FWISD cadets enrolled in Honors U.S. Military History and selected JROTC instructors will share with members of the Fort Worth Westerners their remarkable personal experiences visiting Fort Concho and Fort Davis, Texas. Cadets will share their insights on how environments, industries, geography, and culture of the frontier influenced the development of the southwestern United States. This staff ride afforded cadets an active engagement and a meaningful connection to Texas frontier fort history, challenging cadets to reflect critically on the causes and consequences of westward expansion and the U. S. military's role in the process.
Meet Lieutenant Colonel Richard Crossley
Lieutenant Colonel Crossley became the FWISD JROTC Director of Army Instruction (DAI) in July 2011. Under his leadership, FWISD JROTC was the first program in the nation to teach an Honors U.S. Military History Course, increased scholarships and appointments to our military Service Academies and assumed operational control of FWISD Outdoor Learning Center (OLC-LLC). He has served as the Senior Army Instructor and JROTC Department Chair since August 2000 at North Side High School, Fort Worth, Texas. He has served on the Campus Coordinating Committee (CCC), the Site Based Decision Making Committee (SBDMC), the Literacy Team, and service on the High School Redesign Leadership and Management Team at North Side High School.
Prior to becoming a JROTC instructor, he served as the Deputy Inspector General, AAFES HQS, Dallas, Texas. He is an Airborne Distinguished Military Graduate from the University of Southern Mississippi Army ROTC, Air Defense Officer Basic Course, Armor Officer Advance Course, Command & General Staff College, Senior Officer Logistics Management Course and the Inspector General Course, Fort Belvoir, VA. A native of McComb, MS, LTC Crossley began his military career as an enlisted soldier in the 82nd Airborne, Fort Bragg, NC. LTC Crossley served in myriad assignments, and he earned a Master of Public Service degree in 1992 from Western Kentucky University, Bowling Green, KY. His awards and decorations include the Meritorious Service Medal (3OLC), Army Commendation Medal (3OLC), National Defense Service Medal, Southwest Asia Service Medal and the Kuwait Liberation Medal.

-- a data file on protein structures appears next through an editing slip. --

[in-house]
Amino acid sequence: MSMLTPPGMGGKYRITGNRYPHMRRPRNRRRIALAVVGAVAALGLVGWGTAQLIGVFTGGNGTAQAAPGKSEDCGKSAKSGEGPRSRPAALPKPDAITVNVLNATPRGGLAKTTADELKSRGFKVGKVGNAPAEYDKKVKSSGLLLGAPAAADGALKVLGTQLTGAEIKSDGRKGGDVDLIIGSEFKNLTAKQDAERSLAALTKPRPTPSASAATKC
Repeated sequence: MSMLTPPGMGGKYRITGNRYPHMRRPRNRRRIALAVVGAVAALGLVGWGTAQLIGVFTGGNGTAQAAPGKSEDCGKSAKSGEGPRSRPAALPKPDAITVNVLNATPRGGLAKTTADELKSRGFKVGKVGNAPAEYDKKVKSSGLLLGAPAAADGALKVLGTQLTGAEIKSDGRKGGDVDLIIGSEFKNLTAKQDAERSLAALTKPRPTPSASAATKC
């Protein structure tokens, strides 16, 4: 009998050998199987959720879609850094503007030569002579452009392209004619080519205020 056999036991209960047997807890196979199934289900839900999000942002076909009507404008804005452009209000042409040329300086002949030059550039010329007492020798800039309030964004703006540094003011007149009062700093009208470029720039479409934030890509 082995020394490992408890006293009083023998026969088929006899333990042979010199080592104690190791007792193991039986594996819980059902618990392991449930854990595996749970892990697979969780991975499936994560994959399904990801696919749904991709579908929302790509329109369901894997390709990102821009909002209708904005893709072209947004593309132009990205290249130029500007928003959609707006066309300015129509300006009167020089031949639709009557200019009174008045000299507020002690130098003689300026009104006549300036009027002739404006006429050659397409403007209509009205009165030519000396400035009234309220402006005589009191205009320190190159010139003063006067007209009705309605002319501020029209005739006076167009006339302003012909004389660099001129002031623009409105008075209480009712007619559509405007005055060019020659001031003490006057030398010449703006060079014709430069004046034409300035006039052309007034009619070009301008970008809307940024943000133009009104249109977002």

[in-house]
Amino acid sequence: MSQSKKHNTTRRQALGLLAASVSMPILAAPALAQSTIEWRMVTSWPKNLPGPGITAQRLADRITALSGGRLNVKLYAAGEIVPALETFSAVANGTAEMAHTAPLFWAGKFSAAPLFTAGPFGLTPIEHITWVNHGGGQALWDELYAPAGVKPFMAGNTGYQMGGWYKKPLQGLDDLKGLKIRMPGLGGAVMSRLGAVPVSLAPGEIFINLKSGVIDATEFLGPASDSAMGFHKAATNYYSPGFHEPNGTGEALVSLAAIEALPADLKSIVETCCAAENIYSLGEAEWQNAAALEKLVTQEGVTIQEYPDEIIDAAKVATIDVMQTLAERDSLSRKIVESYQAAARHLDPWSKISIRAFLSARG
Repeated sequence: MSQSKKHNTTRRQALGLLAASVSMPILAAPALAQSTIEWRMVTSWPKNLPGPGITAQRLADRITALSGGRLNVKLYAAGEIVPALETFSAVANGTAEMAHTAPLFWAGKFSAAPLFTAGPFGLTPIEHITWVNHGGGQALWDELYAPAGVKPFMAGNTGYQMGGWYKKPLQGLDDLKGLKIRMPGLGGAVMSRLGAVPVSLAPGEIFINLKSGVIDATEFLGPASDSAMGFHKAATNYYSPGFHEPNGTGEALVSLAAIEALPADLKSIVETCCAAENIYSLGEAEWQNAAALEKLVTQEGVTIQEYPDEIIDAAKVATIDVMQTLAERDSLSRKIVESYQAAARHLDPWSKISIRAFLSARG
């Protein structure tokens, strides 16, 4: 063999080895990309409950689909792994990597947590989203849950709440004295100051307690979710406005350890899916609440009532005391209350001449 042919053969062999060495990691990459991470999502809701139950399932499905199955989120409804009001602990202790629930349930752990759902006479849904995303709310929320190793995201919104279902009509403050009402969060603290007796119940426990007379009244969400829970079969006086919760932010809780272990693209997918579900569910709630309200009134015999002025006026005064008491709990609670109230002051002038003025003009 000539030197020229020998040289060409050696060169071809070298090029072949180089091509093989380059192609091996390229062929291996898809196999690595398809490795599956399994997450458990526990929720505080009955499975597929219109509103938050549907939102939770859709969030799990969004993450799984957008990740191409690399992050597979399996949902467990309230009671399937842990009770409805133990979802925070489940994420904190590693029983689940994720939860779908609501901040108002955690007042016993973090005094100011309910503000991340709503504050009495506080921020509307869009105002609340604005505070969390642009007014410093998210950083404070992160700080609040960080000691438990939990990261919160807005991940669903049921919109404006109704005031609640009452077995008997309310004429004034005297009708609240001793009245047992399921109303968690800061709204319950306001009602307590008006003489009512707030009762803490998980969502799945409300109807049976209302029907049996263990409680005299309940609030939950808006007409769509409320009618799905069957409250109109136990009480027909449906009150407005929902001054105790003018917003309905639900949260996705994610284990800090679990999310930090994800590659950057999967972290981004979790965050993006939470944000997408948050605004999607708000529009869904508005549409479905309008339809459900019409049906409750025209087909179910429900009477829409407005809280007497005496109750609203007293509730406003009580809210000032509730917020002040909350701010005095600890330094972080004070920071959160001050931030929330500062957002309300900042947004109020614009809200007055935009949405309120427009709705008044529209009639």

A 2017 recipient of the United States Army Cadet Command (USACC) Director of Army Instruction (DAI) of the Year Award and Bronze USACC Instructor Award, LTC Crossley is currently serving as a member of USACC Program Advisory Council (PAC). Actively engaged as a member of the U.S. Army Dallas Recruiting BN Community Advisory Council, he is a member of the Fort Worth Lone Star Chapter of Military Officer Association of America (MOAA); Charter member & current Scholarship Chair of North–DFW Military Officer Association of America; Member of both Dallas & Fort Worth The Military Order of the World Wars (MOWW); North Texas Audie Murphy Chapter Association of the U.S. Army (AUSA); Member DFW World Affairs Council; Denton County Epiphany (youth/juvenile offenders), and a member of Fort Worth East Rotary Club.
Like the man who wielded it with such deadly effect on a Mississippi sandbar, the Bowie knife is enshrouded in far more romantic mythology than in documented fact. Who really made it? What did it look like? These and other questions have puzzled historians since before the fall of the Alamo.
Meet Jack Edmondson
In both his writings and his "living history" presentations, J. R. Edmondson views himself in the role of historian as storyteller. The retired history teacher has authored several books and over fifty magazine articles, most on aspects of Texas history. His book, The Alamo Story--from Early History to Current Conflicts, has been praised by reviewers as the "best" and "most readable" of all historical accounts devoted to the Texas shrine. Edmondson was a featured author at the 2000 Texas Book Festival and a member of C-Span's "Ultimate Alamo Panel," where his book was described as the "new standard on the Alamo." In 2010, the Alamo Studies Forum selected The Alamo Story as #1 of the "Five Essential Alamo Books." Nearly a decade later, in a list of "must read" books compiled by more than 600 members of the Alamo Society, The Alamo Story again fell into the #1 slot.
A native Texan, Edmondson graduated from Fort Worth Country Day School. He received his B. S. from the University of Texas at Austin and his M. S. from Texas Christian University. In appreciation for his contributions to Texas history, Edmondson was elected an honorary member of the Sons of the Republic of Texas, and Governor Rick Perry commissioned him an Admiral in the Texas Navy. Edmondson currently serves on the Tarrant County Historical Commission. He also is on the board of directors for the Texas Trail of Fame, the Friends of the Fort Worth Herd, and Log Cabin Village. Edmondson resides in Fort Worth, Texas, with his wife, Susan, and their two dogs and three horses.